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The Milky Way in Cygnus

 

Cygnus, 31mm

 

Cygnus is one of the most awesome and interesting constellations in the northern Milky Way as it contains innumerable multi-colored stars and many large emission nebulae, dark nebulae and one supernova remnant, the Veil or Cirrus Nebula, which is located towards the left edge in the photograph shown above. The dominating stars of Cygnus form a cross, sometimes called the "Cross of the North", which can be traced in the photograph: Alpha Cygni - Deneb - the brightest star near the top, Gamma Cygni - Sadr - just above the center, and Beta Cygni - Albireo - near the bottom form the vertical beam; Epsilon Cygni at left, Gamma and Delta Cygni at right form the horizontal beam. The Milky Way in Cygnus seems bisected by a dark absorption lane formed by unilluminated durst and gas located roughly near the plane of our Galaxy. The constellation Cygnus contains 804 square degrees of the sky; the center culminates approximately on July 29th at midnight.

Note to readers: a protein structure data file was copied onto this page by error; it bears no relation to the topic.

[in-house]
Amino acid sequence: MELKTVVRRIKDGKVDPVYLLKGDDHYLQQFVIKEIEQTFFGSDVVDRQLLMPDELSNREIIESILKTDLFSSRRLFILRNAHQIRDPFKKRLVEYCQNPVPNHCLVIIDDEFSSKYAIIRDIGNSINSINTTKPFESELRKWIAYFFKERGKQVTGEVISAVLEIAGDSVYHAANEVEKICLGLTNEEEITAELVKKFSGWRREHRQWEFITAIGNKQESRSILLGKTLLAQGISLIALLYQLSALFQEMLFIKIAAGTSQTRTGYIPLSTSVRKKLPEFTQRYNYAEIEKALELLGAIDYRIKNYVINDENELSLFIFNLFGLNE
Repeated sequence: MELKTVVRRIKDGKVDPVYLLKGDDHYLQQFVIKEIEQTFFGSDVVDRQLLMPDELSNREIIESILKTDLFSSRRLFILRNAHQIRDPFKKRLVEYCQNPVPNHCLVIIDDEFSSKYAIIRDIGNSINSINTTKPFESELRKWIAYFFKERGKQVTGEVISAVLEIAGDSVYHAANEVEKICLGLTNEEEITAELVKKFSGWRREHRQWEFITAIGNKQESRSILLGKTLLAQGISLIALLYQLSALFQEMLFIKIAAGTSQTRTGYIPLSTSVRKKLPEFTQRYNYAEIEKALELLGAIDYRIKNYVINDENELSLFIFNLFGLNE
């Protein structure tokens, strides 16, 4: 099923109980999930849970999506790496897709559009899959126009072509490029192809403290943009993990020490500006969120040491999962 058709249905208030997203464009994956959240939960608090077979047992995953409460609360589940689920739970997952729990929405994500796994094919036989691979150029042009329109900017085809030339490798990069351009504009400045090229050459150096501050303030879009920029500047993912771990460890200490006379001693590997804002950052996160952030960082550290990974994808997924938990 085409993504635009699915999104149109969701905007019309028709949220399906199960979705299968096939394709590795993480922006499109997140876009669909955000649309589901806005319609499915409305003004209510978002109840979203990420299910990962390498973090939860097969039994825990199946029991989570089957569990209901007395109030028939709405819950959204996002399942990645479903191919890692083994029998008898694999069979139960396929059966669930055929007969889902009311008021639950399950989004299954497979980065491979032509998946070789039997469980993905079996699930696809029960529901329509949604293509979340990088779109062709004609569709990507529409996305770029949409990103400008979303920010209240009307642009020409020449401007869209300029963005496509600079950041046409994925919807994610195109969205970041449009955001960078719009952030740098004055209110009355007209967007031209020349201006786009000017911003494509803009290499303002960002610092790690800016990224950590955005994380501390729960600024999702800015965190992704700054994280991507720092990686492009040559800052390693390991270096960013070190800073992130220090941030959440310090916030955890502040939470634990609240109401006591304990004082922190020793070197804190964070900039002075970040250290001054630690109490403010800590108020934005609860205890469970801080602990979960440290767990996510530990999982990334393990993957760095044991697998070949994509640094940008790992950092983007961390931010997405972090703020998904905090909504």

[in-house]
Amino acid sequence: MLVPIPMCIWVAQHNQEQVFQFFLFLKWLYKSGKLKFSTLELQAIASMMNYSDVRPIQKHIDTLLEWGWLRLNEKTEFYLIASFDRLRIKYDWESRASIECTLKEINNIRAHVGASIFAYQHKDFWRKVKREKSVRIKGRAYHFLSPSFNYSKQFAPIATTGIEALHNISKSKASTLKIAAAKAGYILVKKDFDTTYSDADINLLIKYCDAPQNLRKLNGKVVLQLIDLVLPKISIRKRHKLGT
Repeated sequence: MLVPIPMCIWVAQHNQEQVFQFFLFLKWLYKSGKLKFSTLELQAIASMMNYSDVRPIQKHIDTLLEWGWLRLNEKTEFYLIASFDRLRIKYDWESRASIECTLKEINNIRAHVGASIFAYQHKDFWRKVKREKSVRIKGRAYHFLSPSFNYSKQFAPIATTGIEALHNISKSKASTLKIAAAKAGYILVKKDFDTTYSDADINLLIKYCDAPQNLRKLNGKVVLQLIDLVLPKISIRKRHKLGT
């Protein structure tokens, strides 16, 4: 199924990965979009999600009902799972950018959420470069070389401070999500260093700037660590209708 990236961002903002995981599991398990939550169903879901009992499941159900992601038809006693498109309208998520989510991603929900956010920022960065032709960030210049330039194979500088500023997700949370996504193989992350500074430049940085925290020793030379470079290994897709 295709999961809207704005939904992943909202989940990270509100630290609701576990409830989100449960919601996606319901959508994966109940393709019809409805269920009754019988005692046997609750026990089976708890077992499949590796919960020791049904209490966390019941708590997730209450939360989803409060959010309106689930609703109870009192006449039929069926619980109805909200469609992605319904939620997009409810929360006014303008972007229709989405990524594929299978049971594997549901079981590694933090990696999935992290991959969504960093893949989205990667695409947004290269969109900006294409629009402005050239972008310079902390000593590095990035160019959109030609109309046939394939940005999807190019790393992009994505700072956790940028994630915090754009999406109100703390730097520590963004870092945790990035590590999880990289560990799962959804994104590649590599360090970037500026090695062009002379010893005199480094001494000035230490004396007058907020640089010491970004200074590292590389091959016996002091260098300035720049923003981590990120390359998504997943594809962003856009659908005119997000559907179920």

Milky Way Vista - Cygnus to Cassiopeia, zoom lens photograph.
Central Cygnus Region, zoom lens photograph.
Cygnus East, standard lens photograph.
Vulpecula and Sagitta, zoom lens photograph.
IC 1369 and Environment, Wright-Newtonian CCD-image.


Exposure Data


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© 2010 Walter Koprolin